The Formula One circus arrives in Budapest this weekend as world champion Lewis Hamilton faces a high-pressure challenge, on and off the track at the Hungarian Grand Prix, where he will be looking to pick up a 100th career victory.
After reducing Max Verstappen's lead in the world championship to eight points at Silverstone, where he won for Mercedes after a controversial opening-lap collision with the Dutchman for which he was given a 10-second penalty, the defending seven-time champion has an opportunity to regain the initiative in the title race.
The 36-year-old Briton has won a record eight times at the dusty, tight and twisty high down-force Hungaroring circuit where he completed a hat-trick last year and expects another close scrap Sunday.
By then, however, he may have had his British win overturned, or put in jeopardy, if Red Bull has its way at a stewards' hearing Thursday and succeed in gaining a review of Hamilton's penalty.
They say it was too lenient. Mercedes disagree.
The British Grand Prix collision prompted a war of words led by Red Bull, but neither driver has become involved since the dust settled.
Verstappen, who escaped without serious injury, distanced himself from the argument after saying that he felt Hamilton had been disrespectful to celebrate his victory while he lay in a nearby hospital.
"I don't have much to say on all the media hype and, to be honest, I'm not interested in getting involved in any of that," he said.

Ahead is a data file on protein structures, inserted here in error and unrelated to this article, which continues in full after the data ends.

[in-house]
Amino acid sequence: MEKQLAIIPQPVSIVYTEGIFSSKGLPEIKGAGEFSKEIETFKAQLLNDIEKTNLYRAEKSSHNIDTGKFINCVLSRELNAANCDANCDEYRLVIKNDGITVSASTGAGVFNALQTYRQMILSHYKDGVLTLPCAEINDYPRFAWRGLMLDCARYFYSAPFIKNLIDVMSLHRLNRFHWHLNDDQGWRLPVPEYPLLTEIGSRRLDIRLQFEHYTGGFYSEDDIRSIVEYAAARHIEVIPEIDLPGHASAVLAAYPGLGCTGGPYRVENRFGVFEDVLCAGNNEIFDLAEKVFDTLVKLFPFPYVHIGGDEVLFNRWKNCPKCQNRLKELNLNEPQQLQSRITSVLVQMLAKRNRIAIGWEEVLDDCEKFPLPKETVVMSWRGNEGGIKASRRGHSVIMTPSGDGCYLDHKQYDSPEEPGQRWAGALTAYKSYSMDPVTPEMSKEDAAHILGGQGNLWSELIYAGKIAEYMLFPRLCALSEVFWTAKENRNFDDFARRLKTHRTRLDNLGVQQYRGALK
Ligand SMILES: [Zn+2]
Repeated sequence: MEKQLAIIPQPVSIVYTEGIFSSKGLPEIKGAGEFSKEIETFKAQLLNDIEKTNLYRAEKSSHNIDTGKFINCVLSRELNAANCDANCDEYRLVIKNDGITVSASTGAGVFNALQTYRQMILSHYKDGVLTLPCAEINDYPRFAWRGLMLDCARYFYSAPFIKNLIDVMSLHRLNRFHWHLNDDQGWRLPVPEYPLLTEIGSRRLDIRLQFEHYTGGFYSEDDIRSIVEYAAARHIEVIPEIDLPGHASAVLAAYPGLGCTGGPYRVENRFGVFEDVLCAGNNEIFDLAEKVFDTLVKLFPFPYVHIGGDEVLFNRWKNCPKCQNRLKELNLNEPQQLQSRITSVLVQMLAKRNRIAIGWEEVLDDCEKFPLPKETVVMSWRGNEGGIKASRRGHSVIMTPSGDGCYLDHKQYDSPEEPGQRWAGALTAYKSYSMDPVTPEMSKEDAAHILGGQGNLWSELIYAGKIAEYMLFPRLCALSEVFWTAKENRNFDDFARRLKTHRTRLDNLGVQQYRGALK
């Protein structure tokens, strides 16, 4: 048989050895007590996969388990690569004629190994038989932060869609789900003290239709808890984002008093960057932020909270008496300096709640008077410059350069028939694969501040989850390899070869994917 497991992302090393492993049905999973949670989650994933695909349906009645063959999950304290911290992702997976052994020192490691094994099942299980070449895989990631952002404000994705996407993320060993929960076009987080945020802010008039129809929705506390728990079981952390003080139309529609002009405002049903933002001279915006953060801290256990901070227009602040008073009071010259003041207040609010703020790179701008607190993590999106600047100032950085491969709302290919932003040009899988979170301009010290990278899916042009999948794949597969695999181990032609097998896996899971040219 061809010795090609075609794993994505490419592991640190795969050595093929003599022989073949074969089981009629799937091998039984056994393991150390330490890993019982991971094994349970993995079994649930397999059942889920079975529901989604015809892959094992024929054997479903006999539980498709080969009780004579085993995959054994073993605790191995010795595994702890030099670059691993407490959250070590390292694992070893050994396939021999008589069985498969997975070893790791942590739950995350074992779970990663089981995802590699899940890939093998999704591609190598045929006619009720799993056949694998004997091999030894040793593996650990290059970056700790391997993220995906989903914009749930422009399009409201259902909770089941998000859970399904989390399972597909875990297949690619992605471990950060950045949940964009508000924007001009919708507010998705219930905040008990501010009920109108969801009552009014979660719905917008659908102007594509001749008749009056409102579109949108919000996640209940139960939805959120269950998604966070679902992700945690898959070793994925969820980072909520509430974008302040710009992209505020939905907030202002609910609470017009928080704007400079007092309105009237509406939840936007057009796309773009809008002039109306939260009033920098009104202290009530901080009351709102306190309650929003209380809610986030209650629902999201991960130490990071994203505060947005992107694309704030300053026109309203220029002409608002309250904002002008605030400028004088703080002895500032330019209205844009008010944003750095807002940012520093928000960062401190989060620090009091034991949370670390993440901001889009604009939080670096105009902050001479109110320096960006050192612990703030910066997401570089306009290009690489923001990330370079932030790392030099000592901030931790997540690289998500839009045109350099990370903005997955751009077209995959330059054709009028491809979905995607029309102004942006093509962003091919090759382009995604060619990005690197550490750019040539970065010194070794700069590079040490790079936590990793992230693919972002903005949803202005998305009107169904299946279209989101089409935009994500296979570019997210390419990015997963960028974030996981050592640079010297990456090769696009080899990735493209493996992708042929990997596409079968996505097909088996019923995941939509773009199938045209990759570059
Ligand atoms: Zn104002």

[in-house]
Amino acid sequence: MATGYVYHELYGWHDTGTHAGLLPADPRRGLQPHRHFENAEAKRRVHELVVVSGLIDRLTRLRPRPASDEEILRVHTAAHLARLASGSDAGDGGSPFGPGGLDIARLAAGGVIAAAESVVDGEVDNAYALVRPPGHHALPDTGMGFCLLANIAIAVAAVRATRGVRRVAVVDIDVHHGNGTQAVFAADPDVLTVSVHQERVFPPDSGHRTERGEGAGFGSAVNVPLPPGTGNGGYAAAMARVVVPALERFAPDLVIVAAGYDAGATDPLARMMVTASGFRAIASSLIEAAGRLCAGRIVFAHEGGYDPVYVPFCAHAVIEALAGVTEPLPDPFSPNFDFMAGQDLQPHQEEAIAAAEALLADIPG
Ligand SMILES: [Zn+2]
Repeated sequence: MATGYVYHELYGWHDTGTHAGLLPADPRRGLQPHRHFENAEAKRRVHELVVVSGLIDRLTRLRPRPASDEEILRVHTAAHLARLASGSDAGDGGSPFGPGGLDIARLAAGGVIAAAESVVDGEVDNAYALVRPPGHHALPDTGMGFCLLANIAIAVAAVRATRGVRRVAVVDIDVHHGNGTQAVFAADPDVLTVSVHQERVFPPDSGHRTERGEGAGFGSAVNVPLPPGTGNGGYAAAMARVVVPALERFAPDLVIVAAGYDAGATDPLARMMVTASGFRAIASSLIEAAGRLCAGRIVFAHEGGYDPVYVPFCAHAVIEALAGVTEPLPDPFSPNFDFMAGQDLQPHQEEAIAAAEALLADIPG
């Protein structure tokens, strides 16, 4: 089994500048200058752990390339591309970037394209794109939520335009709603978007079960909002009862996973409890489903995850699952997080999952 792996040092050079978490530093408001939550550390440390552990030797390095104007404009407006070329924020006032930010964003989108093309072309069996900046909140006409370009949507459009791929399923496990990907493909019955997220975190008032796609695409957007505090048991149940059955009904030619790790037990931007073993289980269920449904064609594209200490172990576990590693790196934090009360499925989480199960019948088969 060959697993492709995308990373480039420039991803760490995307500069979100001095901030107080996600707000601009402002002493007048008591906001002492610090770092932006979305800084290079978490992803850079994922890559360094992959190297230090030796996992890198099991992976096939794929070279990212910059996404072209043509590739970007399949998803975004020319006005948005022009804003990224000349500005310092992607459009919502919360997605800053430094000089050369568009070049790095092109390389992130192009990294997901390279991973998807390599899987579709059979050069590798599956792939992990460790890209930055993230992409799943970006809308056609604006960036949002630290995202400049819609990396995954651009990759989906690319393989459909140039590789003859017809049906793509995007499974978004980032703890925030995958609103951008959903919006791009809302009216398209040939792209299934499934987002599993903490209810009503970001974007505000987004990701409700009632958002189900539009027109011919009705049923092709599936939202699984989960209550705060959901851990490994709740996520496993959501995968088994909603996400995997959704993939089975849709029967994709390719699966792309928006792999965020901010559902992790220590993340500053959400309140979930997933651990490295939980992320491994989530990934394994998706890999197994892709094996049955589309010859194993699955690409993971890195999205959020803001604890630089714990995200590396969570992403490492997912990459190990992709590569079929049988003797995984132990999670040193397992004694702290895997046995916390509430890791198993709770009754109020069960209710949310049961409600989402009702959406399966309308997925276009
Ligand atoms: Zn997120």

"I know what happened at Silverstone as I was in the car and obviously I feel a certain way about how my race ended.
"But now I'm just focusing on making sure we are the best we can be on track so we can stay ahead in the championship.
"The team can take care of the official side of things and anything that needs looking into after the crash, but my job is the same as always – to be the best I can and try to win on Sunday."
He added: "I'm a little bruised, of course, but that's normal after such a big impact, but I'm training and feeling good."
Verstappen added that he had completed a race distance test in the team's simulator without any adverse reaction ahead of the final round in his "battle of the generations" with Hamilton ahead of the sport's European summer break.
In the aftermath of his 51-G crash, it is likely that Verstappen will be bruised psychologically as much as physically and he knows now that Hamilton will not always back off when they are racing wheel to wheel.
German Nico Rosberg, who beat Hamilton to win the 2016 title after a fierce season of intra-team rivalry at Mercedes including a collision in Spain that gifted Verstappen his maiden win for Red Bull, believes the title fight this year has become compelling viewing.
"It was an amazing battle and now as a pundit and as a fan it's so awesome. I'm personally excited now for the next race. How is the dynamic going to play out? Even just the next press conference on Thursday – I hope F1 put them in next to each other."
Rosberg said the crash was a racing incident and, to him, no surprise and said the title race reminded him of previous battles between the generations.
"It reminds me of Senna-Schumacher, Schumacher-Alonso and maybe Alonso-Vettel," he said.
Both Mercedes and Red Bull will Thursday attend a virtual hearing to decide if there should be a review.
Red Bull will need to present significant new evidence.
While the title contenders will arrive in Budapest on tenterhooks, Alpine's Fernando Alonso will relish the weekend for different reasons as he celebrates his 40th birthday back at the circuit where he gained his maiden F1 victory in 2003.